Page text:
Networking is the process of utilizing connections between people and moving beyond the borders of your own network into other peoples’ networks. Networking can serve as a means to explore a field of interest, improve your job search, and open doors for potential job opportunities. The focus of networking should be to meet people in your field of interest and find out more about the jobs they do. While networking can be daunting, it is a skill that can be mastered with practice and by following some of the tips outlined below.
- Your network is larger than you realize. It includes family, friends, classmates, alumni, professors, past and present coworkers, professionals in the field of interest, personal services professionals (doctor, dentist, lawyer, banker, accountant, insurance agent), as well as neighbors.
- Make a goal to start networking with people that you already know and talk to them about your career aspirations.
- Rather than directly asking for a job, specifically ask whether they know of any companies or organizations doing the type of work that interests you. Do they know anyone in a similar area of work who would be willing to communicate with you?
- Don’t feel disillusioned if people seem unwilling to help. The key is to be resilient and continue networking, and remember, offer any help on your part as well. Givers gain most. At the very least, networking is valuable practice for improving your job interview skills.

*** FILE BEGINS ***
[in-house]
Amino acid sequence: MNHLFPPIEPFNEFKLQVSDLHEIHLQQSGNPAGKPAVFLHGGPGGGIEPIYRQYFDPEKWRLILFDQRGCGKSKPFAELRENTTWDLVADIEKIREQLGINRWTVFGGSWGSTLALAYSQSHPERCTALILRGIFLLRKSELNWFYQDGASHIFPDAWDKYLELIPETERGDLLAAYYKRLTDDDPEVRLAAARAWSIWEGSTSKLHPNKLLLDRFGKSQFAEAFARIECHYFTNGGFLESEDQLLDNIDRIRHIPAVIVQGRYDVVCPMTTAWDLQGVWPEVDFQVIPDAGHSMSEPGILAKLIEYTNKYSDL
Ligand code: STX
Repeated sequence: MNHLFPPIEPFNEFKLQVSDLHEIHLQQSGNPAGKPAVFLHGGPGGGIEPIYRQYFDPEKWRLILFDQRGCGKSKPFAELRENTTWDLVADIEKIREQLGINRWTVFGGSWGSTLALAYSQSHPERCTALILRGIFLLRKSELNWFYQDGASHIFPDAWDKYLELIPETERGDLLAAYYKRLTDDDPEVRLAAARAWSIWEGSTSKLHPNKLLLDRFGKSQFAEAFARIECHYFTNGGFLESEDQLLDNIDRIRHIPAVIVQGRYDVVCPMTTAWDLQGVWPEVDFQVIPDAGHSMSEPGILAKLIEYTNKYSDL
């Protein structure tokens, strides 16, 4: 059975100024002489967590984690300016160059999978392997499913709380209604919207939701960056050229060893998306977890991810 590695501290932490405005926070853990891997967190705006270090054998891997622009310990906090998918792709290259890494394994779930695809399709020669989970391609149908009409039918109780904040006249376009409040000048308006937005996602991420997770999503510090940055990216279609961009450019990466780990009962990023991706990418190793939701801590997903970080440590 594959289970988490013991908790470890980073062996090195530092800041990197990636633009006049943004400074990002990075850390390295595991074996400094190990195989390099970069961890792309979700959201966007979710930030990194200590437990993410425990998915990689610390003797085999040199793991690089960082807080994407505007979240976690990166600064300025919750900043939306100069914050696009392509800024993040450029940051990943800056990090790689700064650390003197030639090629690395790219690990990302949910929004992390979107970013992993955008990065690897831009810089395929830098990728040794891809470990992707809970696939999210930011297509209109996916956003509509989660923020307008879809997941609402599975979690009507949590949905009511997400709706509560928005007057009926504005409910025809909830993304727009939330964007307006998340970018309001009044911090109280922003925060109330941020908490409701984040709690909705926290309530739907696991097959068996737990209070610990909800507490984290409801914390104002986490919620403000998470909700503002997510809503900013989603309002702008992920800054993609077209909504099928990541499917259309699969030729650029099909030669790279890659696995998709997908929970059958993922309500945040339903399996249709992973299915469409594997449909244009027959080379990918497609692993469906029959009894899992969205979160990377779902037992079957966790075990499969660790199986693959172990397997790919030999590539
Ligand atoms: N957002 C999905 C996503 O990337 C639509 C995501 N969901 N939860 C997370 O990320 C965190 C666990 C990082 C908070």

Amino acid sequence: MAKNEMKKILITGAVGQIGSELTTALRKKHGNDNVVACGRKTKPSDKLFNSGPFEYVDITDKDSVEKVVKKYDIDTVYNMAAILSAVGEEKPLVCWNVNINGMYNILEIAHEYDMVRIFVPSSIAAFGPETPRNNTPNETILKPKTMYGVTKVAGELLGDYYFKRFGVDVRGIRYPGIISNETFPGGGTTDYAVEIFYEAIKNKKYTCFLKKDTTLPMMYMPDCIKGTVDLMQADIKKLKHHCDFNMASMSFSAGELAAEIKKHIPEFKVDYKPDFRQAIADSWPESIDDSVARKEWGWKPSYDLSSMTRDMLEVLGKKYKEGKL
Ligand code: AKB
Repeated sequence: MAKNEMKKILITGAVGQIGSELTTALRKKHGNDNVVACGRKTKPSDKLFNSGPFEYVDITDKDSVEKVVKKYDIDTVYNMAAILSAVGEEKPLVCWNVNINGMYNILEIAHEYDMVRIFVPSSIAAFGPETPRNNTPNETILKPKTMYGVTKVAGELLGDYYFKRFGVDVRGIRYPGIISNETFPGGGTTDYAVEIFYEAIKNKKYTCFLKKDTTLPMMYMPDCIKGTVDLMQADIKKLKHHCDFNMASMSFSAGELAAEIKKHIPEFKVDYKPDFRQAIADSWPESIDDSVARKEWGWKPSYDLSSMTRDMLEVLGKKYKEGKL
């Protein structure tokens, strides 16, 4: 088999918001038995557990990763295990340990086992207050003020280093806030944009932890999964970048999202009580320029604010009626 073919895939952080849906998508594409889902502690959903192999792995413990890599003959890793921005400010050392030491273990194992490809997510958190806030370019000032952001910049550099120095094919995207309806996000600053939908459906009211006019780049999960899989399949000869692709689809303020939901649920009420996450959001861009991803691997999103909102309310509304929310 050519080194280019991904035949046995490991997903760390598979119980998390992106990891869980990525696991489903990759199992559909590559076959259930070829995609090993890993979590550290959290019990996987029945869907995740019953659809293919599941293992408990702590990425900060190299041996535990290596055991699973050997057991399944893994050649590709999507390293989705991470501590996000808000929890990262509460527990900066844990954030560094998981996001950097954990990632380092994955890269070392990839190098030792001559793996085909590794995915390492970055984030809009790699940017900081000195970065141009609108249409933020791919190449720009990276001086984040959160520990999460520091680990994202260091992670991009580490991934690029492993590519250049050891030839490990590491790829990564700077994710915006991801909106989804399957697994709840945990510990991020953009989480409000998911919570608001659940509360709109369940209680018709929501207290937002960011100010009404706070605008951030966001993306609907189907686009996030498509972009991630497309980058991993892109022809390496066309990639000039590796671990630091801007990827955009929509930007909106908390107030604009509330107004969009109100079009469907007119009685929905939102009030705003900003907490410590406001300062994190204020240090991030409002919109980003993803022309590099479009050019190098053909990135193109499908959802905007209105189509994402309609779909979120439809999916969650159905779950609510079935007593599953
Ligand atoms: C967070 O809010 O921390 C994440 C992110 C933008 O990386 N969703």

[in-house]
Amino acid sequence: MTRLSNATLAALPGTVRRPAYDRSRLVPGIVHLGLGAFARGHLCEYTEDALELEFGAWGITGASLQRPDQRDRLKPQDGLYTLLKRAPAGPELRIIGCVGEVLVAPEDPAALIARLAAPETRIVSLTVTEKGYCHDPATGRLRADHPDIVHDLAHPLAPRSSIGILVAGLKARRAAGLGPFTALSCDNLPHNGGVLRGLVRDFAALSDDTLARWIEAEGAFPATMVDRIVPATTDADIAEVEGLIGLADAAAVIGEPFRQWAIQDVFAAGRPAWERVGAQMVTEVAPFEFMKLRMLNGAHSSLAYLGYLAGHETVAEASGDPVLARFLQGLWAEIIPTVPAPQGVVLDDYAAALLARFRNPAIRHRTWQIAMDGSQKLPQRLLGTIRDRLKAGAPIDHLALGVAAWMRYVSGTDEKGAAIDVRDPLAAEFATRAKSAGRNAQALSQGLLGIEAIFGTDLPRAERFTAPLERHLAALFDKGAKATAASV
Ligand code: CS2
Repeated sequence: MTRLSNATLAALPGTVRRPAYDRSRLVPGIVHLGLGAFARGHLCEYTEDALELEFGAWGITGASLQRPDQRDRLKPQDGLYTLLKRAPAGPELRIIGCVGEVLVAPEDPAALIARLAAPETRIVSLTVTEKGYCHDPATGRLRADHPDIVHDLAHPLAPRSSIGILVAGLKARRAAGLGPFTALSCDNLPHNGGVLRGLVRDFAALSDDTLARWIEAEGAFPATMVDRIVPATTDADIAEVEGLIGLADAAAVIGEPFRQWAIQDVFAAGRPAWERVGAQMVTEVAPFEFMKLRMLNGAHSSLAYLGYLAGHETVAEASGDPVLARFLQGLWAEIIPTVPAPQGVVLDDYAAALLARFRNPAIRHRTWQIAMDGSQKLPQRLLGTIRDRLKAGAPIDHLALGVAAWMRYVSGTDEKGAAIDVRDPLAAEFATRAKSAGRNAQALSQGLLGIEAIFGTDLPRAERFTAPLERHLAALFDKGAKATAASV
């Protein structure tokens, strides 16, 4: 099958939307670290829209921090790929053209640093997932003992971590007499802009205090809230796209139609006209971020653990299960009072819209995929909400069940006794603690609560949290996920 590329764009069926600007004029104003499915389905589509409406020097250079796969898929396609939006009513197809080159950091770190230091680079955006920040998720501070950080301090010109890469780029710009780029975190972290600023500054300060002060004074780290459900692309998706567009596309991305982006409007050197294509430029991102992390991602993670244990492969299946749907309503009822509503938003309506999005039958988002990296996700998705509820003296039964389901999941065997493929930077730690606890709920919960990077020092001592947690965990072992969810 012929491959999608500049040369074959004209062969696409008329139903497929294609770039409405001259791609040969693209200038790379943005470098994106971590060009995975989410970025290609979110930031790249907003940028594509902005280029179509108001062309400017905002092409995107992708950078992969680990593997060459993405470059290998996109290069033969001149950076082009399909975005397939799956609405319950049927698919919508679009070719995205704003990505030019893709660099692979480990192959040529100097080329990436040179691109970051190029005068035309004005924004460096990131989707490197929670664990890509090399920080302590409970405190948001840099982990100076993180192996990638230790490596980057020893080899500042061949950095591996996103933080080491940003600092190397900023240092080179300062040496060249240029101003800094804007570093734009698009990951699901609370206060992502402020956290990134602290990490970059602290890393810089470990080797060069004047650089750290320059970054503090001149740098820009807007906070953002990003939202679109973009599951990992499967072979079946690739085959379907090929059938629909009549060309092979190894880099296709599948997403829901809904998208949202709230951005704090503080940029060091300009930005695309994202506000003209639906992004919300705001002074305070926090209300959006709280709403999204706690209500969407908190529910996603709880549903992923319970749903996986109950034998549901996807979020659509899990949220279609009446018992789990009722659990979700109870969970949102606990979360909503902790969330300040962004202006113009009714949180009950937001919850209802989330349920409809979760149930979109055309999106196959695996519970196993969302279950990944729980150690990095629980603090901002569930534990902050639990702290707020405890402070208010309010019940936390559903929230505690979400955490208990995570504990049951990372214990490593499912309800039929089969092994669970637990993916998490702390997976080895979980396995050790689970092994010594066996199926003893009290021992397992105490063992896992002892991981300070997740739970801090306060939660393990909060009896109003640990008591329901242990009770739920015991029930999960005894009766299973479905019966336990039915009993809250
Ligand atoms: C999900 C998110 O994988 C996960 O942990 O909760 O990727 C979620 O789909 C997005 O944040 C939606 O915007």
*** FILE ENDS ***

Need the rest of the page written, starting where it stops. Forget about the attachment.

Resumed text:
- Once you identify a lead, contact that person via e-mail or phone. Break the ice by introducing yourself and let them know how you obtained their name. Ask them if they have time to answer a few questions or request an informational interview to get more detailed information and ask specific questions, such as career paths within the company.
- Prepare and practice an introductory script about yourself, also called an elevator speech, which summarizes your skills, experience, and goals. You can also use this at career fairs or at any networking opportunity.
- Know your career goals and be ready to state them. Practice doing this so that you sound confident and self-assured.
- Prepare questions in advance about the company and career path that you are pursuing. Try asking open-ended questions that cannot be answered with a mere Yes or No. This way the conversation is more likely to have less awkward pauses, could lead to further discussion and may flow more smoothly. Open-ended questions could start with "What do you think of…?", "What is your opinion about…?"
- Research the field so you can avoid asking questions for which you can find answers elsewhere, especially on The Internet.
- While networking, always be polite and respectful. Don’t be the one who does all the talking. Listening is a valuable skill that can be very useful during such a meeting.
- Always be positive and enthusiastic so that you leave a good impression.
- Leave your networking meeting with names of 3 or more contacts or at least, a future promise of information about any relevant contacts. If you need to follow up, wait a few days before sending an e-mail.
- Follow up with a thank you e-mail or letter, thanking the person for his or her time and say that the meeting was helpful for you.
- If you meet any referrals, send an update e-mail to the original contact and thank him or her again.